# Capacity Embedded in PCB for High-Sensitive Electrometer Legitimate?

For a highly-sensitive electrometer one needs not only high resistance but also a really small capacitance to achieve certain AC behavior e.g. stability of the opamp.

The figure below shows a typical example of a electrometer circuit with an opamp and can be extracted from this Analog Devices application note.

This is equal to the following circuit.

simulate this circuit – Schematic created using CircuitLab

The values given in the schematics plus the noise budget calculations I did, result in a output range (worst-case, $T_A = 25°C$) from $320\, µ V$ (noise floor) up to $3.3 \, V$ when a dual power supply ($V_+=3.3 \, V$ and $V_-=-3.3 \, V$) is used. According to simulation a $3 dB$ bandwidth of $530.52 \, Hz$ works well for a pulsing of the input signal with $200 \, Hz$. The idea is suppressing noise below this frequency as you mix your signal up from $0 \, Hz$ to a higher $f_{IF}$. The bandwidth of the system is mainly determined (or from a ideal POV only determined) by the feedback capacitor and can be calculated with

$$f_{3dB} = \frac{1}{R_f C_f 2 \pi}$$

So the capacitance needed is in the femtofarad range ($30 \,fF$). Now my question is if you have a feedback path (cf. picture), where you want to avoid coupling impedances (to somewhere outside of this low-current path) of any kind (you use all kind of fancy guarding techniques e.g. via fencing) would you say it is legitimate to use an embedded, self-made pcb cap? You know like basically two plates on TOP and BOTTOM.

I mean the calculations say, that for $30 \, fF$ you need two plates with an area of approx $1.153 \, mm^2$ when you use FR4 ($\epsilon_r = 4.7$) and a PCB with $1.6 \, mm$ thickness.

So you have

$$C = \frac{\epsilon A}{d}$$

which can be rewritten as

$$A = \frac{C d}{\epsilon}$$

If I got it correctly you can just draw two squares on the PCB on both sides, each of them has the following dimensions $$\sqrt{A} \cdot \sqrt{A}.$$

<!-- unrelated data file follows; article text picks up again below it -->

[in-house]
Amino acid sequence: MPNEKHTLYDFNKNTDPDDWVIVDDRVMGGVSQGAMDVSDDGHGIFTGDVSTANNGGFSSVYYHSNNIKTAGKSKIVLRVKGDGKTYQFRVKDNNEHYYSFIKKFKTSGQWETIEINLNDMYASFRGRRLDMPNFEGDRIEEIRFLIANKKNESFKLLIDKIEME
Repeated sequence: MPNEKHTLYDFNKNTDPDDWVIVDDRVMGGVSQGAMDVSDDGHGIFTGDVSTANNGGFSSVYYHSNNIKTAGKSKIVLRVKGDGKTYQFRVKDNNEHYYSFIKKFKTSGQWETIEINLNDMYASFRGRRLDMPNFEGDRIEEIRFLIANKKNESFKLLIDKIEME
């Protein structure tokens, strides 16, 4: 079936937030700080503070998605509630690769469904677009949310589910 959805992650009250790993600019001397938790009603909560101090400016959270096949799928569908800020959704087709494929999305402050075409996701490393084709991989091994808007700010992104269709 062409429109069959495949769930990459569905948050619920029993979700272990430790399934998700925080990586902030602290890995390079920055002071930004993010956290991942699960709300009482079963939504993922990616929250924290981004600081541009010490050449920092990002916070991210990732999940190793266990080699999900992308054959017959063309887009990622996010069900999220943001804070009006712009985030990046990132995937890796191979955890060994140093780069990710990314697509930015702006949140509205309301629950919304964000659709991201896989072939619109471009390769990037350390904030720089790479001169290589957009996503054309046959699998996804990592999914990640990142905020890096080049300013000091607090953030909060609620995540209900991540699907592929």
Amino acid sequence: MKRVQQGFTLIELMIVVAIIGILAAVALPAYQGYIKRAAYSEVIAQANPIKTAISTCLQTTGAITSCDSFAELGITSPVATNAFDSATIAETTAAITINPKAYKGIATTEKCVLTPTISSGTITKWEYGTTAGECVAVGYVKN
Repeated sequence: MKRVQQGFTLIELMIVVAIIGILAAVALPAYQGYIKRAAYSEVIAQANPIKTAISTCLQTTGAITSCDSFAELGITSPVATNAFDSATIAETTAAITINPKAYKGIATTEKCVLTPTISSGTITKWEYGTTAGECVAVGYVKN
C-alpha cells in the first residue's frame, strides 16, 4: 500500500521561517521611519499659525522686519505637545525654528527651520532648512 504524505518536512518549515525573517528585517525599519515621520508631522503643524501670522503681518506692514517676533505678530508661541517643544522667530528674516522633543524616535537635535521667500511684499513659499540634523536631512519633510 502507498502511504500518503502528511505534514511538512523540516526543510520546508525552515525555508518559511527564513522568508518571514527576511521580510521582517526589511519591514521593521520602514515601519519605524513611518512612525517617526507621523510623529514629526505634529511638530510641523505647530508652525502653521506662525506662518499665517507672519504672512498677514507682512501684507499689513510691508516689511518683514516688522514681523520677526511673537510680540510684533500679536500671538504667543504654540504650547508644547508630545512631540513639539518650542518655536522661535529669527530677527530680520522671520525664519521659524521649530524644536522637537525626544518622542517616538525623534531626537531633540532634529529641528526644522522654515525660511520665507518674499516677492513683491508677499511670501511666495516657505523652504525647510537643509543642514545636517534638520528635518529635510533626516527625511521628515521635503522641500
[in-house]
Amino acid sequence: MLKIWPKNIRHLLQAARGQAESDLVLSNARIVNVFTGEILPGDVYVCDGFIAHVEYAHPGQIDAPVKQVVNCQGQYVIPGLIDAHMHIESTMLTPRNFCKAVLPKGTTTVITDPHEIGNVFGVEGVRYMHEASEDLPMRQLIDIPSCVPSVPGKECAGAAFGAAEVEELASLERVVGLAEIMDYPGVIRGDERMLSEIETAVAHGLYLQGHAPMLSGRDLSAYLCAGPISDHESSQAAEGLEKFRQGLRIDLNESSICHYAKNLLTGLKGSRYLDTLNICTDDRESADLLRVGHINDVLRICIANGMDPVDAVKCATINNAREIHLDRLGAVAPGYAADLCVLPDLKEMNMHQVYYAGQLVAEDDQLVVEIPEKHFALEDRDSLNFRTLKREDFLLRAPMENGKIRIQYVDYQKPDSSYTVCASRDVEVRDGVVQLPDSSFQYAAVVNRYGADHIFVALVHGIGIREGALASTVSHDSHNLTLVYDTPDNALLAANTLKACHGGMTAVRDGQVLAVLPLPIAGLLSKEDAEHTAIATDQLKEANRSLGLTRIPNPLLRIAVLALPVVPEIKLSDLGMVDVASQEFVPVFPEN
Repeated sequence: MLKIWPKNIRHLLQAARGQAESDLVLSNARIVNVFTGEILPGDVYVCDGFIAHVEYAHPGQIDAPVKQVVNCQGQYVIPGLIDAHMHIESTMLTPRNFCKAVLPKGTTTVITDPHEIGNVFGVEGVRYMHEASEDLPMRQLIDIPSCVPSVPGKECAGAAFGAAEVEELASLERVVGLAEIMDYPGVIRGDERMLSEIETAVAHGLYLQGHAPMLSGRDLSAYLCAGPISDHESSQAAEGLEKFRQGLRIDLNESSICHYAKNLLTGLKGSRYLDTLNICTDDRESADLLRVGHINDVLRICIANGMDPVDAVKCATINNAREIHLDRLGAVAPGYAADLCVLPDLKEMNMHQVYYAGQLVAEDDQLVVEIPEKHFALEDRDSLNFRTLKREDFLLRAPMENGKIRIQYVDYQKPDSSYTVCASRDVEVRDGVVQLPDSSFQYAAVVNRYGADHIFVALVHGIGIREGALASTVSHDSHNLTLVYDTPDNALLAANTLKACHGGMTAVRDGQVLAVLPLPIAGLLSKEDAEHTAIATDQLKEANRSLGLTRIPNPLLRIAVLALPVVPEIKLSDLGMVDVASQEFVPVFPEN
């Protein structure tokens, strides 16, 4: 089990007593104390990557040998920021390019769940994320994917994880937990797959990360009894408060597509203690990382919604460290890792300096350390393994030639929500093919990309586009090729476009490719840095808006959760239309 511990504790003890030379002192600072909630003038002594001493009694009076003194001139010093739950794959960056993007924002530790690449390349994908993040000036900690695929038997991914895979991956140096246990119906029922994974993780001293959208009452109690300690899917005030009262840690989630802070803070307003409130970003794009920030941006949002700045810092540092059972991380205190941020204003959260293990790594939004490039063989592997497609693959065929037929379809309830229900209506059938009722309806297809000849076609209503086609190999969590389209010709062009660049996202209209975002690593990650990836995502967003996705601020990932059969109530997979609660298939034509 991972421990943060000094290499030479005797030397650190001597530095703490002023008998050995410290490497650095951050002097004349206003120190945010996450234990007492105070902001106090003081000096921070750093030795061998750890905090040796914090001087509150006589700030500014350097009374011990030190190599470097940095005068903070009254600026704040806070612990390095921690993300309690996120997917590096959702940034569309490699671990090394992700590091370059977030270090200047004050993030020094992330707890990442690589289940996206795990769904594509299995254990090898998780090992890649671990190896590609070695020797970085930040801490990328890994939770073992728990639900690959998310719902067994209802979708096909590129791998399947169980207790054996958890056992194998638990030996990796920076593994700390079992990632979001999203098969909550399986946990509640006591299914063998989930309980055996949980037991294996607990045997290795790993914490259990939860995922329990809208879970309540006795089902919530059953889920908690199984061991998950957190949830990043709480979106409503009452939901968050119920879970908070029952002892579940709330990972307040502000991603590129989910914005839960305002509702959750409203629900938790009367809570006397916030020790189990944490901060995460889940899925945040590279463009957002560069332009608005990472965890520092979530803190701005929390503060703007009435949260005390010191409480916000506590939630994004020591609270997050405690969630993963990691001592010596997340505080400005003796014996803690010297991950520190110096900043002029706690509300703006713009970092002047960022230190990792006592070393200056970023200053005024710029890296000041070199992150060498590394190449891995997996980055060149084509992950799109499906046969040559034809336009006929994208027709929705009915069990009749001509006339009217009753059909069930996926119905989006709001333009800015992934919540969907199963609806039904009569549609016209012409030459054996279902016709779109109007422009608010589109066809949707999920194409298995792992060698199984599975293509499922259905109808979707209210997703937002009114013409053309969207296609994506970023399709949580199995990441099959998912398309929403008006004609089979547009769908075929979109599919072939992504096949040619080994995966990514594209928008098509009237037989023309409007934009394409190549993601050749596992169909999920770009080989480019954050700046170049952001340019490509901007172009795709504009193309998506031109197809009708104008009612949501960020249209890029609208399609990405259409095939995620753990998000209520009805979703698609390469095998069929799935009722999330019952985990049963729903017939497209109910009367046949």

Conclusion: Can I use an embedded capacitance when working in the femtoampere (YES $10^{-15}$ A) range or am I missing out on something here? It is quite hard to get such small capacitances, which is the reason why a embedded capacitor shall be used.

• I'm confused. You seem to mean "capacitance", not "capacity". But, you describe this "capacity" in Amps (current), not Farads (capacitance). Please edit your question to make it more clear! Thanks. – bitsmack Jun 28 '17 at 17:14
• Sorry. I corrected my mistakes. – m3x1m0m Jun 29 '17 at 8:25

If you define your sensor as a Charge Meter with a sensor of 100 fF =${10^{-13}}~~$ [F] and a constant current of $10^{-15} [A]~~$ then

$\frac{dV}{dt} = \frac{Ic}{C} = \frac{10^{-15}[A]}{10^{-13}[F]}={}{10^{-2}}{}[\frac{V}{s}] = t_R~~=\frac{0.35}{f_{-3dB}}$ from 10% to 90% [V]

thus $f_{-3dB} = \frac{0.35}{10^{-2}}~=35 ~$ [Hz]

This $f_{-3dB}~~$may be too high for your expectations.

Potential Solutions:

• reduce stray C by using active guarding around tracks with same CM voltage buffered adjacent to signal tracks such that ΔV=0 thus ΔIc=0 between guard tracks and even less to stray conductors.
• use chopper stabilized methods in datasheet.
• use lower input bias current Op Amps.
• reduce stray leakage R by using air tracks to reduce surface dust creepage R as explained in datasheet
• Compute track PCB capacitance which is 4x air to reduce conductor capacitance to sensors using wider separation and air tracks perhaps with AWG 30~40 magnet wire.
• use gold leaf sensors and measure displacement like Coulomb did which had a long decay time [s]
• use circuits employed for ESD meters to measure discharge or charge with S&H with suitable protection. They often use a charge amplifier (TIA) commonly used for large piezo accelerometers to measure vibration charges to convert to voltage but maybe also BW limited.

• Thank you for your answer. I had another approach calculating the $f_{3dB}$. $$f_{3dB} = \frac{1}{R_f C_f 2 \pi}$$ You can get this equation by using $P = U \cdot I^*$. So this would result in approx. 160 Hz. It is nothing more than a parallel resonant circuit consisting of R and C. I can not just put C to 0 as I have a pole. So you can see in the LTSpice ac analysis, that it is escalating at some point. That is why I need a capacitance. A really small one. And my question is: Can I do this by putting an embedded capacitance in the feedback loop or will this have negative side eff.? – m3x1m0m Jun 29 '17 at 8:40
• I hope I collected all the information needed to design such a system properly now. It is not a communication system so I do not really have a SNR. But I guess, that is OK? Basically everything above the noise floor ($320 \, µ V$ worst-case at the output) is visible. – m3x1m0m Jun 30 '17 at 8:41